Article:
The dirty bomb speculation is tied to comments made by Russian Defense Minister Sergei Shoigu, and repeated last week by Putin, suggesting Ukraine planned to detonate a device loaded with fissile material on its own territory. U.S. and Western officials believe it is more likely that Russia’s warnings were in fact the opening steps of a false-flag operation, signaling the Kremlin’s intentions to use such a weapon and blame Ukrainians for the fallout, literally.

Those comments added new urgency to worries that Moscow might draw from its copious arsenal of low-yield nuclear weapons to strike a devastating but geographically limited blow against Ukraine. Such a move would not only terrorize the local population, but throw down a gauntlet at the feet of the rest of the globe, which has not seen a nuclear weapon used in combat since the 1945 bombings of Hiroshima and Nagasaki – attacks carried out by the United States, as Putin has made a point of recalling.

“The only country in the world which has used nuclear weapons against a nonnuclear state was the United States of America; they used it twice against Japan,” he reminded attendees of the Valdai Discussion Club last week. “What was the goal? There was no military need for it at all. . . . The U.S. is the only country that has done it because it believed it was in its interests.”

Yet despite the urgency that such potential developments have injected into government planning, Washington has mostly downplayed the idea that Putin will make good on his threats. Military leaders have similarly sought to defuse Biden’s recent declaration that Putin was “not joking” about a potential “Armageddon,” stressing it was far more likely that the Kremlin’s beleaguered strongman was letting off some steam, as Ukrainian fighters push the Russian military into a string of embarrassing retreats.

Biden walked back his own comments days later, saying he didn’t think Putin would actually use nuclear weapons.

In recent days, Putin also has been trying to backpedal. Last week, in his Valdai Discussion Club speech, he insisted that his government had “never said anything proactively about Russia potentially using nuclear weapons; all we did was hint in response to statements made by Western leaders.” Putin also insisted that Russia had “no need” to use either a nuclear weapon or a dirty bomb, arguing, “there is no sense in it for us, neither political nor military.”

But U.S. officials are loath to let their guard down. According to administration officials who spoke on the condition of anonymity to discuss their assessments of the battlefield, Russia is unlikely to be cowed into a complete retreat anytime soon, even as Ukraine’s recent battlefield victories put its forces on the back foot. And as Russia exhausts its troops and its conventional arsenal, the danger is rising of Moscow turning to more-insidious tactics and weapons to beat back Ukraine’s counteroffensives.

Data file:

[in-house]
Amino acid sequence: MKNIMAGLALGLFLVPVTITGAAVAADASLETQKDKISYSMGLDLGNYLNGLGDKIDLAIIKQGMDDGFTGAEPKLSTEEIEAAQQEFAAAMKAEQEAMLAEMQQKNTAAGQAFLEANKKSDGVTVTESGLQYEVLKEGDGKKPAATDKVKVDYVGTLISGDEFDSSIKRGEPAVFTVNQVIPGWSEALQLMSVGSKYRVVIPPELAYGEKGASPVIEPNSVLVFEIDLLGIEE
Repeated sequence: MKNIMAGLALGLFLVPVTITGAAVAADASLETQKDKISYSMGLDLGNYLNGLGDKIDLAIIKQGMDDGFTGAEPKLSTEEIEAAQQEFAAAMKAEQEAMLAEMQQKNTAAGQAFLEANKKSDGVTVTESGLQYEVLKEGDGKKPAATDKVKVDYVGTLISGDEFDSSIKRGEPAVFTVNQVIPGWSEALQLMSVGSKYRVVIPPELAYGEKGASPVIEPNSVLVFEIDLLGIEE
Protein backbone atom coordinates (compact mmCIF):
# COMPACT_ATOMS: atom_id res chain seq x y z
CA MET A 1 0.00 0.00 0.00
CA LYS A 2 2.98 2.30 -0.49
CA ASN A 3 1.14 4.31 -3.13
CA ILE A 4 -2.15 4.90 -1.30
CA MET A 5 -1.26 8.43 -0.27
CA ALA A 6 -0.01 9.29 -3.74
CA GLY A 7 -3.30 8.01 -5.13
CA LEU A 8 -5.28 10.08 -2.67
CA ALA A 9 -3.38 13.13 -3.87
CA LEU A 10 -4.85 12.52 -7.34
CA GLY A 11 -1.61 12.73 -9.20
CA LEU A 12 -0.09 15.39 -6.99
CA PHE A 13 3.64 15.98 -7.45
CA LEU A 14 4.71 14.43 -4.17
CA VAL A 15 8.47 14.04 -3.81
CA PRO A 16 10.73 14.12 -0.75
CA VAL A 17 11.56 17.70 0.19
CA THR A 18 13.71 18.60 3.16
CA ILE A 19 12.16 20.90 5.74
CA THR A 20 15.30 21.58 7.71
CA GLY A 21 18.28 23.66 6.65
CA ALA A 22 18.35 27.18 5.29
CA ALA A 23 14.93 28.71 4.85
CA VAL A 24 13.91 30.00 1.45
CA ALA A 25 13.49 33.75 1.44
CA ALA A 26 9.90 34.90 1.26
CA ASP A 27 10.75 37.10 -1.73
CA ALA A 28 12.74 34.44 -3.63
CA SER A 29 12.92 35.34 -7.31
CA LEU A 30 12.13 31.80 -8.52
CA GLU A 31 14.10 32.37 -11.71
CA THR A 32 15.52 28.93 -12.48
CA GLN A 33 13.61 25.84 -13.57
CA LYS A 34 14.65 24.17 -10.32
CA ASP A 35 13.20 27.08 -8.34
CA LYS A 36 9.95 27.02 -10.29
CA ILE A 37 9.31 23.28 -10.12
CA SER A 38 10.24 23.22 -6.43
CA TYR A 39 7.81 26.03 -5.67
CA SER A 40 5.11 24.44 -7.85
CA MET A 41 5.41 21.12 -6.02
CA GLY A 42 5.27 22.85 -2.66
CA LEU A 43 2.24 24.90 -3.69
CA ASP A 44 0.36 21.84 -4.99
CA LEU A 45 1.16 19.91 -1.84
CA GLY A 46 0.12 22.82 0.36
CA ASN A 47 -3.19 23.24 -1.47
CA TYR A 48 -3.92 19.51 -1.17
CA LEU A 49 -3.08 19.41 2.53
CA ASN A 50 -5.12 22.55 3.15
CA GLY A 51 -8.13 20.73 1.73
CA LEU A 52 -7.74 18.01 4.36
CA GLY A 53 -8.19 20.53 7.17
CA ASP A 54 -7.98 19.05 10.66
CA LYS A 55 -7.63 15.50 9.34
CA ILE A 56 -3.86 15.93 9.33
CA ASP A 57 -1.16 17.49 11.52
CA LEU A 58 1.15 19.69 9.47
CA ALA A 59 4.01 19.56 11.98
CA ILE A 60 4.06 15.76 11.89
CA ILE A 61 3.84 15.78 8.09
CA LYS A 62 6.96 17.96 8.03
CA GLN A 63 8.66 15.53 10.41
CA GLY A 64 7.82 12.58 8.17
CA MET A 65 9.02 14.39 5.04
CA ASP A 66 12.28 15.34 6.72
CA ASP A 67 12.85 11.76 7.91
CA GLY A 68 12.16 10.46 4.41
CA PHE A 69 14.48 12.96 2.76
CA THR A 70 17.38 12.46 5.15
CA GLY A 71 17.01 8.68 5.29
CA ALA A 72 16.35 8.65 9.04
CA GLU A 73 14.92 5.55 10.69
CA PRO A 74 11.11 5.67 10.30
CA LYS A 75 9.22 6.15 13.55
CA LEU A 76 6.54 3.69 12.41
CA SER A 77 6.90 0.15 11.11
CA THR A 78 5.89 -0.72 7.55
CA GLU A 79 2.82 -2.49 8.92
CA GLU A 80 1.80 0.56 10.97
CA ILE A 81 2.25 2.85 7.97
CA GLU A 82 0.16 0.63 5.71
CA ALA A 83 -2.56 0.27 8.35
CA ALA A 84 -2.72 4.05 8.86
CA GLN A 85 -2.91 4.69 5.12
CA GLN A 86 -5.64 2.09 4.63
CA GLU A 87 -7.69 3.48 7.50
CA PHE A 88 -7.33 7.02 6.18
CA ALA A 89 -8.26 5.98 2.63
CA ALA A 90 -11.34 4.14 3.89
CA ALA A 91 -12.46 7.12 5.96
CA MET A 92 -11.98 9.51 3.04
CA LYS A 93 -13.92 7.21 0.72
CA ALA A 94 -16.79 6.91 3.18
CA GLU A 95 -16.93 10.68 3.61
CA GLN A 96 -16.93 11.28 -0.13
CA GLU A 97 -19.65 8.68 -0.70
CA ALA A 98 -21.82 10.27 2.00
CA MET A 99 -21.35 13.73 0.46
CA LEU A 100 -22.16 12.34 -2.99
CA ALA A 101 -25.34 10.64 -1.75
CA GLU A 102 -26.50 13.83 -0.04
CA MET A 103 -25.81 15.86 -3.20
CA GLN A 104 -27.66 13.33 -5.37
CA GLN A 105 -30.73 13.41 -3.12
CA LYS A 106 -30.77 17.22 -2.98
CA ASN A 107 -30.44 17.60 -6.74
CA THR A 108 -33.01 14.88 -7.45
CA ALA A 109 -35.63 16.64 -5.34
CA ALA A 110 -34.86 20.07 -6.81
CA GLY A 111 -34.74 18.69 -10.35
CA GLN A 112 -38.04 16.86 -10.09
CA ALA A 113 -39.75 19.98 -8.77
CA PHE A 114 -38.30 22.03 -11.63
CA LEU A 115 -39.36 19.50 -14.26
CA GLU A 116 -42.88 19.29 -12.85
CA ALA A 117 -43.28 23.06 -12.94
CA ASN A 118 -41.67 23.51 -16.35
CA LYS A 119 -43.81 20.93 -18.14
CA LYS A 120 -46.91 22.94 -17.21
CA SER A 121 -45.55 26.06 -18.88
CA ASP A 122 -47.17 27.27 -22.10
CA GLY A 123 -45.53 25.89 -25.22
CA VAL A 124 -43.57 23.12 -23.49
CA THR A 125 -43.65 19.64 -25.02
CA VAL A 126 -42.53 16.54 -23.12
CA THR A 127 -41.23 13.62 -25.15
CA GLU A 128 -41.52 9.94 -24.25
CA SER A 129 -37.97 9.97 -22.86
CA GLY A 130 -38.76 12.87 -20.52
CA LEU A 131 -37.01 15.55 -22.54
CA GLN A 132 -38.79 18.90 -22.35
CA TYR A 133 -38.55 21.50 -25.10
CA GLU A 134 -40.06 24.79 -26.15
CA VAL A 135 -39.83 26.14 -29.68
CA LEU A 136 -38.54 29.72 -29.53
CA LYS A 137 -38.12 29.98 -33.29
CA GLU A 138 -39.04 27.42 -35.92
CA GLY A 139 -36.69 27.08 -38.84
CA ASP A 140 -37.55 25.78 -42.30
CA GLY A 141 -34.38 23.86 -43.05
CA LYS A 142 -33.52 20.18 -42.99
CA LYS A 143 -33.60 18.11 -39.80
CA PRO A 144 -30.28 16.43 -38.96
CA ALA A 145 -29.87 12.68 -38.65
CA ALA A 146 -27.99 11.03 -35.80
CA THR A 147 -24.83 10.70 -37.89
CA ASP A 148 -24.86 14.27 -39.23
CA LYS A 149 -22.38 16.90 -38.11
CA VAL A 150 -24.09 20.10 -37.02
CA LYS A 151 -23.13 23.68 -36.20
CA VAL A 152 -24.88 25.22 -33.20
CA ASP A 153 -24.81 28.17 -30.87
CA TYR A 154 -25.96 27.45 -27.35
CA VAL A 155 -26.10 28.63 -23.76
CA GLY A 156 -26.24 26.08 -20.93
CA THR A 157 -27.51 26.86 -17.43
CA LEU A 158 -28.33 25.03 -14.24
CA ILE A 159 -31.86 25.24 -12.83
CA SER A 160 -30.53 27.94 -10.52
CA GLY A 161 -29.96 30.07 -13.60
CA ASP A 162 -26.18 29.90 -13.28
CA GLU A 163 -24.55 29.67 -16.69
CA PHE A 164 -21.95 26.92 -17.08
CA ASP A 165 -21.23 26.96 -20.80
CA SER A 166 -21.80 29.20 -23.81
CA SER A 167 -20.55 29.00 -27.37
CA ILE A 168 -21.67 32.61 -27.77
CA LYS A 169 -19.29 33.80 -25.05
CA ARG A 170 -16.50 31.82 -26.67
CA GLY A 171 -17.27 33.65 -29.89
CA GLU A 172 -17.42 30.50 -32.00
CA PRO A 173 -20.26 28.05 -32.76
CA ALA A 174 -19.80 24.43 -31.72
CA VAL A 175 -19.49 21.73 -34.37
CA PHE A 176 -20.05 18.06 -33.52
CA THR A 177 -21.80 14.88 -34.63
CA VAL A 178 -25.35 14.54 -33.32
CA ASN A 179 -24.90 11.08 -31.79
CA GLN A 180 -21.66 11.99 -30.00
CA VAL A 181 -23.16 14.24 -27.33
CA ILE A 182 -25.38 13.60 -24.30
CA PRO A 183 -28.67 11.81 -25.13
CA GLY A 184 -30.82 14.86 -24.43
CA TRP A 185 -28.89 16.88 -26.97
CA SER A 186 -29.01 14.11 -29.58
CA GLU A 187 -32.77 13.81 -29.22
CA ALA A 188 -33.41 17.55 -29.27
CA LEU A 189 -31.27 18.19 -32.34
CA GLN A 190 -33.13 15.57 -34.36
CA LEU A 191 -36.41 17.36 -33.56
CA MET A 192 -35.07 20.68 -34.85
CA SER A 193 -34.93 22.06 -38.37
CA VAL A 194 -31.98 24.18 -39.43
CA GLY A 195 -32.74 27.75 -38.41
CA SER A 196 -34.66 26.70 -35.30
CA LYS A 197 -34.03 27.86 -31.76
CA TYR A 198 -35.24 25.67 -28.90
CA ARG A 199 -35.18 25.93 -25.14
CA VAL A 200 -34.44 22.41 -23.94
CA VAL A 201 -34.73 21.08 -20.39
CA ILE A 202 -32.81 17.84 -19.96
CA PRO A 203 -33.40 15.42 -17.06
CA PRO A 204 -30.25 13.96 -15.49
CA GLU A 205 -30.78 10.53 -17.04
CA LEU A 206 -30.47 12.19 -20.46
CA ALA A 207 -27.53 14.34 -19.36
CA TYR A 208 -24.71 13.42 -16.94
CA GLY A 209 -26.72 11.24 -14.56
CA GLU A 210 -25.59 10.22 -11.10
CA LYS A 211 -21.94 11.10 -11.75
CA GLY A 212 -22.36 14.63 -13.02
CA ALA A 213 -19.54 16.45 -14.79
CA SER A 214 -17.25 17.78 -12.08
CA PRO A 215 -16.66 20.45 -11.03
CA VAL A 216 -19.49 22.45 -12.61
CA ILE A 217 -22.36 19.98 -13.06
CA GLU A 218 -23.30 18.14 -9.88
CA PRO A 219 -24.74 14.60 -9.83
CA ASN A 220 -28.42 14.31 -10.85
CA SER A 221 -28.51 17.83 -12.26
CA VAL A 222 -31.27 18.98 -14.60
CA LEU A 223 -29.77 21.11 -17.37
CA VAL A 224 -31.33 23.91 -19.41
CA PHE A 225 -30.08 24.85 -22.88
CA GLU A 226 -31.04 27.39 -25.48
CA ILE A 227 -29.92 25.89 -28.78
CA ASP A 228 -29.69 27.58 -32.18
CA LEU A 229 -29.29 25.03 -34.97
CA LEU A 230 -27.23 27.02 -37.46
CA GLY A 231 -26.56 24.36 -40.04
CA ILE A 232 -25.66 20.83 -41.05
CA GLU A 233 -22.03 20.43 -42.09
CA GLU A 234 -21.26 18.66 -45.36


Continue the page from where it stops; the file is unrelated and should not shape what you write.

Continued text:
“The practical effect of their depletion of their conventional forces is unfortunately an even greater reliance on their nuclear forces,” a senior defense official told reporters last week, speaking on the condition of anonymity to discuss U.S. nuclear strategy.

Against that backdrop, U.S. officials have been acutely resistant to signaling any sort of limits on using the U.S. nuclear arsenal – the only one in the world of a size that can rival Russia’s – to constrain Putin’s intentions. They continued to stay mum even after French President Emmanuel Macron stated last month that France would not meet a Russian nuclear strike on Ukraine with a nuclear strike on Russia – a position he later defended under fire, stating, “we do not want a World War.”

Military analysts believe that in a head-to-head matchup of conventional forces, NATO far and away has the advantage.

“That’s why he’s been making these nuclear threats all along anyway; he’s been trying to deter NATO from getting involved conventionally,” said Heather Williams, director of the Project on Nuclear Issues at the Center for Strategic and International Studies.

Yet officials and experts increasingly think that what may bring Putin back from the brink of radioactive warfare is the threat not of mutually assured destruction from the West, but of losing his last remaining allies.

Russia has managed to keep its war machine and domestic economy afloat despite an array of punishing Western sanctions, thanks to oil and gas sales. Over the eight months since the Ukraine invasion, Russia has pumped fossil fuels not only into the energy grids of Europe, but the massive markets of China and India as well.

Beijing and New Delhi, which are both nuclear powers, have remained largely neutral on Russia’s invasion of Ukraine, repeatedly abstaining from key United Nations votes condemning Moscow’s war and recent annexation of Ukrainian territory. They have thus far declined to embrace Western efforts to establish price caps on Russian oil that might limit energy profits flowing back to Moscow.

But experts doubt China and India would stand by Moscow should it employ a nuclear weapon.

“For Putin, any nuclear use is a huge risk, because he can’t know for certain, one way or another, how New Delhi and Beijing will respond to it,” Williams said, stressing that the Asian economic powerhouses might distance themselves from Russia if Putin crosses a line.

If Russia’s last remaining friends were to demonstrate their disdain over use of a radioactive weapon, it could pull the rug out from under Moscow’s entire war effort.

“Using nuclear weapons, it might win the battle,” Williams said, “but not the war.”